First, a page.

$40m rebuild wallboard deal split between NZ, German supplier

A $40 million government procurement deal to supply wallboard for the Christchurch rebuild is being used as a way to inject competition into New Zealand's high-cost home building market.

With home affordability a hot political issue – and lack of competition for building supplies identified as a key issue by a Productivity Commission report – the government has announced it will split the wallboard contract between New Zealand's only wallboard manufacturer, Winstone Wallboards, and multi-national German manufacturer Knauf.

Winstone is owned by Fletcher Building, whose shares had risen 0.65 percent to $9.35 at 4.30pm.

The announcement from Economic Development Minister Steven Joyce emphasised the deal would save the government around 6 percent on wallboard costs and should spark wider competition.

"Having Knauf set up shop in New Zealand will see increased industry competition that will provide consumers with more choice and could potentially drive down prices," Mr Joyce says. "If Knauf is successful in penetrating the market, the savings could even be higher."

Knauf, the world's second largest wallboard manufacturer and one of only seven firms that dominate 80 percent of total global production, already has a New Zealand operation, selling wool-based insulation material.

The contracts will cover plasterboard and associated fasteners, adhesives and jointing compounds being used in the Earthquake Commission and Southern Response Earthquake Services Limited reconstruction programmes.

The contracts were let after a competitive tender that attracted nine bids.


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About time they had their heads pulled in.


Poor ol' Fletcher Building. The government hands out subsidies left, right and centre to its favourite industries - agriculture, movie and television show production, radio broadcasters, tourism. The list is very lengthy.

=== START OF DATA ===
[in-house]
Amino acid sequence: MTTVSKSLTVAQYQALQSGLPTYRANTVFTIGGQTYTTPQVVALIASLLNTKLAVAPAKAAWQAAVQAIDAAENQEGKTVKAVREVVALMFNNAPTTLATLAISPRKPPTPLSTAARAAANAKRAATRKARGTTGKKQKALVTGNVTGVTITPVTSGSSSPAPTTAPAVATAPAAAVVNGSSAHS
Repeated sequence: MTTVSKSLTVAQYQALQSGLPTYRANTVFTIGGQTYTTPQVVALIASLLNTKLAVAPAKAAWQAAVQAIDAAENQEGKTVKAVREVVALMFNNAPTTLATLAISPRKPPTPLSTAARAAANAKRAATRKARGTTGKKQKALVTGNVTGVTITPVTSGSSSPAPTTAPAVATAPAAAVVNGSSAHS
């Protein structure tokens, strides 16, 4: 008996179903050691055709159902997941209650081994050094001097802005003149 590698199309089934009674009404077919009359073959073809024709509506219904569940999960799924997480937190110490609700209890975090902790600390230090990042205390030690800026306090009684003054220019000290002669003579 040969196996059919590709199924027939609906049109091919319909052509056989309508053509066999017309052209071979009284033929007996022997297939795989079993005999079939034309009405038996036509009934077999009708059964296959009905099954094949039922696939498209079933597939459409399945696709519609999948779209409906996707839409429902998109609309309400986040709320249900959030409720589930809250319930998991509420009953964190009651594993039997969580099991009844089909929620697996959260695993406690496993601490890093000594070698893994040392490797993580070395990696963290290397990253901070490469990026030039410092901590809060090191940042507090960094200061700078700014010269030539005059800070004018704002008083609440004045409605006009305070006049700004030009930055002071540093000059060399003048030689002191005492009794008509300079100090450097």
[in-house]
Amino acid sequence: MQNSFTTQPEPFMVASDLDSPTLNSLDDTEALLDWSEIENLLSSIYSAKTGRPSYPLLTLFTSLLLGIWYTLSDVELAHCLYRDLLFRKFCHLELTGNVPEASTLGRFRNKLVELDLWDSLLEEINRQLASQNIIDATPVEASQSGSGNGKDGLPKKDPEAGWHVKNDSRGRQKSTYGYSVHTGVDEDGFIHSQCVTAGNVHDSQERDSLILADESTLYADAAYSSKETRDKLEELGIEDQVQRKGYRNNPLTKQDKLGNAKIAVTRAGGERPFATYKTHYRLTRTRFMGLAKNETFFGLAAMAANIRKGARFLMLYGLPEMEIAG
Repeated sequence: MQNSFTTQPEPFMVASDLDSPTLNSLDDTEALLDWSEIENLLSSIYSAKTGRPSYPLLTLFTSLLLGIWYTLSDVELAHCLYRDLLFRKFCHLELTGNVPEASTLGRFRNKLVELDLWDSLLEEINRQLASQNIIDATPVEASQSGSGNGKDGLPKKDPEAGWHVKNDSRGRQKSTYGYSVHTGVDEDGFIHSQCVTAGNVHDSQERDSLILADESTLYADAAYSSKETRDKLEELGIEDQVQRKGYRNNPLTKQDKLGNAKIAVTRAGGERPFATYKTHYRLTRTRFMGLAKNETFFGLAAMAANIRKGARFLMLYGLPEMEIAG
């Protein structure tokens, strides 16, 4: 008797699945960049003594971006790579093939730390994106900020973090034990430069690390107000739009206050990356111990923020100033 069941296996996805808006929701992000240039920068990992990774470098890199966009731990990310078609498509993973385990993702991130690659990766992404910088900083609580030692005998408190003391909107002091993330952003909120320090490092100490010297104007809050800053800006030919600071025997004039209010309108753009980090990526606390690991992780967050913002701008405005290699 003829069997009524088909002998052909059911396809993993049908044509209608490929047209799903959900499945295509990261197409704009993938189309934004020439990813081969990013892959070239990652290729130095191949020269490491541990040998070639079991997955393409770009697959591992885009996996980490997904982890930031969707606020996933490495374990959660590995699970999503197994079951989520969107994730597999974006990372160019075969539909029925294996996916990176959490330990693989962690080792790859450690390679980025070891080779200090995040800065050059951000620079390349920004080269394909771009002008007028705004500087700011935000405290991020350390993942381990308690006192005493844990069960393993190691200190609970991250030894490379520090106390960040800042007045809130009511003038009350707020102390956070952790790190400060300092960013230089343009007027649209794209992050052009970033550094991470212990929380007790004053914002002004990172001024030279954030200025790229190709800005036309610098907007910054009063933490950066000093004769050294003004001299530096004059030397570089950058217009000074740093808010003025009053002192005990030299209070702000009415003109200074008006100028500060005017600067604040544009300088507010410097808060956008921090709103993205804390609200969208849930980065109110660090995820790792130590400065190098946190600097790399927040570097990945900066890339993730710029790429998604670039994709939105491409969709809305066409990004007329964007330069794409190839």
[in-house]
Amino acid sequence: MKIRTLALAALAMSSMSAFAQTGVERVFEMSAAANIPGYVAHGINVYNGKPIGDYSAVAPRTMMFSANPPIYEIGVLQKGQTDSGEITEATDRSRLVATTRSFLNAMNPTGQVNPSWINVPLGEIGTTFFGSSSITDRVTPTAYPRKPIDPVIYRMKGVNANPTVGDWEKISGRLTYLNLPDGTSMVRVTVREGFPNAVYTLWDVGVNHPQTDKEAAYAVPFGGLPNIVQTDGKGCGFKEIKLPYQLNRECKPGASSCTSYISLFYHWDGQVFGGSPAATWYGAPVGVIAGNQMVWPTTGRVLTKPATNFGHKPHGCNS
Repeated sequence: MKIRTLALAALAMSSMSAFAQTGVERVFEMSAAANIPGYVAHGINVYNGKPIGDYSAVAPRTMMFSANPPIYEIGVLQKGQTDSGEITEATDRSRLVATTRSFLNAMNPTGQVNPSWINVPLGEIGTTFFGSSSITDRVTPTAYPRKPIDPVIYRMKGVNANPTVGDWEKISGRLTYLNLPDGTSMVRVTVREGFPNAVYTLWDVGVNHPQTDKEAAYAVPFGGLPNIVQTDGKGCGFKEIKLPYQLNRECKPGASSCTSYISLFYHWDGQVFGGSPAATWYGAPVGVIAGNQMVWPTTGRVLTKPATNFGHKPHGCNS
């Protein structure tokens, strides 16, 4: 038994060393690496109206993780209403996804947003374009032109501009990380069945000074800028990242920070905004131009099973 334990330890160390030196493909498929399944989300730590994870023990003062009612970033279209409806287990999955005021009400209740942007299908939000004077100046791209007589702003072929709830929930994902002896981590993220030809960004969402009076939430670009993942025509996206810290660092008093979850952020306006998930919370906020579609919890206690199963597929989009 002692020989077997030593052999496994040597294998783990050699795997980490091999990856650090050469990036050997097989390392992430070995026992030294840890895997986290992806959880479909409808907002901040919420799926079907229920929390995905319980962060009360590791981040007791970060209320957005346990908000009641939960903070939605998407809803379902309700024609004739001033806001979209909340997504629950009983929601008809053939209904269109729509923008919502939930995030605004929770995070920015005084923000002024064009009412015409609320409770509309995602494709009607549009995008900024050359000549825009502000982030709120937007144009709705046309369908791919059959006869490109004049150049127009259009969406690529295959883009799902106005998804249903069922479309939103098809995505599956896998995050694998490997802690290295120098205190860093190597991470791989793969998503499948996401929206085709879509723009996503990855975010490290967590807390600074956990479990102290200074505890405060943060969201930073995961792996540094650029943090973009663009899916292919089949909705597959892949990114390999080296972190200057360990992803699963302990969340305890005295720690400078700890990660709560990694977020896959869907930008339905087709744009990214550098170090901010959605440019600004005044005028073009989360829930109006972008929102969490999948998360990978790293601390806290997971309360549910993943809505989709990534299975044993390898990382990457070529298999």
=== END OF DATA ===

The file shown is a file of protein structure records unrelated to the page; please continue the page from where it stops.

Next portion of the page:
But Fletchers will not a get a subsidy. Instead, the government will fund a German multinational company that has substantial market share in the global wallboard market to set up shop and compete with Fletchers. Wow. Fletchers must have done something really bad to deserve this treatment.

I have no objection to a German or other foreign-owned company coming to New Zealand and setting up a wallboard or other building materials operation to compete with Fletchers. Competition is good. But not when its subsidised by the government.

Why does the government subsidise wallboard and not a foreign company to set up an international cable to compete with Southern Cross cable? By Mr Joyce's logic, the government could save quite a bit if there were lower tariffs on the international cable usage, and ISPs could lower their price.


Calm down and read the article properly. The Govt is not subsidising Knauf at all. Its has awarded them part of the contract to supply. Huge, huge difference.


I disagree with you, Paul. The govt is subsidising by way of giving Knauf a guaranteed income stream for the first 5 to 10 years.

My house is being rebuilt by southern response and I am insisting on Winstone Wallboards. Winstone has a big gib factory in Christchurch. In fact, I can see it from my house. The way I see it, using wallboard made in Christchurch is supporting the recovery of Christchurch.

Using wallboard made overseas does not help NZ Inc one iota.


EarthWool is fibreglass, it will never be wool. Wool is a protein-based fibre from ovine animals.
Tasman Insulation is suing Knauf over their misleading claims.


Fletcher are not losing here as the Chch rebuild will run for a decade. Monopolies are never competitive.


It wasn't so long ago that Ellephant board was available throughout the country. It was cheaper than gib board and every bit as good. The same company imported and distributers an alternative insulation to Batts. Once again, cheaper and as good or better. Fletcher's proved to be too tough to compete against. They know how to be competitive alright, but only for as long as they need to be.


Surely if a product is cheaper AND better, backed up by real business brains driving its entry into a market, the market would take to it.
If a product is cheaper because it is inferior it will soon be found out.


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